- The sole purpose of your prologue is an attempt to hook readers (this can be done in chapter one).
- The sole purpose is to introduce the setting or create an atmosphere. This can be worked into the main story and a prologue is likely not needed.
On the other hand, there are some situations where a prologue works beautifully when the story begins. Here are a few tips regarding these situations:
- It can reveal the inciting incident. This is the moment that catapults the protagonist into the heart of the action. These generally take place early on in the story, but there are cases where it may happen beforehand, or without the knowledge of your main character. This could be a prologue.
- It creates dramatic irony. Dramatic irony is a wonderfully intense form of suspense where the readers know something that the characters don’t. A prologue can be a great way to introduce this information as you can reveal what you need to without interrupting the flow of the main story.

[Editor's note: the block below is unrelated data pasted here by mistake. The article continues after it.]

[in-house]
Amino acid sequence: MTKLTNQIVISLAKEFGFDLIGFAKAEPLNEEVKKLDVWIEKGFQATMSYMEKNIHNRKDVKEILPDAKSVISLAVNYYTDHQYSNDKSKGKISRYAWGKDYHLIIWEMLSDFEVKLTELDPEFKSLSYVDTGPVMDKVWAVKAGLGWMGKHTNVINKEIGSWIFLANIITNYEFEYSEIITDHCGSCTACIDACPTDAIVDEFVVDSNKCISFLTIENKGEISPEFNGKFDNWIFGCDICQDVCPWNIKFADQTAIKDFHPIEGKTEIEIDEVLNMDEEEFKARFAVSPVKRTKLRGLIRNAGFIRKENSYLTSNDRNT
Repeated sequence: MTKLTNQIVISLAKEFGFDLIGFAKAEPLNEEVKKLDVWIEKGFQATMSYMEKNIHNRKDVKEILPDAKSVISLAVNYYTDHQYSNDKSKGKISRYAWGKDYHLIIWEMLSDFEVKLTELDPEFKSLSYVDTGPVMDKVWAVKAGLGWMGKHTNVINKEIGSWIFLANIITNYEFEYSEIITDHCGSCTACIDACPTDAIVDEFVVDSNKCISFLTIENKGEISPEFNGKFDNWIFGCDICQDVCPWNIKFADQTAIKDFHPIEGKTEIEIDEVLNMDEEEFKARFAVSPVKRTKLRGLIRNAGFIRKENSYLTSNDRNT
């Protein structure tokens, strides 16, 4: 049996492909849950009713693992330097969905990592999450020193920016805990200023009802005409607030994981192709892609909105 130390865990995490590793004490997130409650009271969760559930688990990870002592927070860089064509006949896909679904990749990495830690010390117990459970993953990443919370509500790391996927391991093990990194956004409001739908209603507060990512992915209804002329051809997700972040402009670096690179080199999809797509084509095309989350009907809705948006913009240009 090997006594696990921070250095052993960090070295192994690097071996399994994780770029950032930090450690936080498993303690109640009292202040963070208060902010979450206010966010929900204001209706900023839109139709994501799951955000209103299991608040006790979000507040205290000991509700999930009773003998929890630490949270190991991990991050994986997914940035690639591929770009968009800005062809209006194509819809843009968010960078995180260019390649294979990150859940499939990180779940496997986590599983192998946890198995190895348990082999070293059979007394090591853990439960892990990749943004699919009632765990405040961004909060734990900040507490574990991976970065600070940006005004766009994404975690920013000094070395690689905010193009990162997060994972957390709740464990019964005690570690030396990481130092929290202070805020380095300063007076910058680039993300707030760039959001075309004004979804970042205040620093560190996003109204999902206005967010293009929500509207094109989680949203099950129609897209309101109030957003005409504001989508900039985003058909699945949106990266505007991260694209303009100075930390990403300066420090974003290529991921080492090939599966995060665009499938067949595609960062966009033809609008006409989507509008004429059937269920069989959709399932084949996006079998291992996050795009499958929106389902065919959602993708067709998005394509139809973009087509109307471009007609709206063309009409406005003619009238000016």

- It can foreshadow important events or details. Foreshadowing often goes unnoticed until after the fact, and that’s what makes it so impactful. Something happens and readers will realize that they should have known all along. This also adds re-read value. Foreshadowing is often picked up the second time around.
Novel Writing Template
The beginning of a novel is crucial to the whole history of its success, but that doesn’t mean you can neglect the rest of it.
You want to make sure your whole story is also done well. A novel writing template can help you accomplish this:
This will take the guesswork out of outlining and planning your novel. Now let’s dive into the steps.
Squibler offers multiple book writing and novel writing templates like this to help you get started. Feel free to sign up and use the free version.
Starting a Novel Takes Time
Starting a brand new novel from scratch can be overwhelming and intimidating, especially for new writers.
It can seem like an impossible task. But it’s not.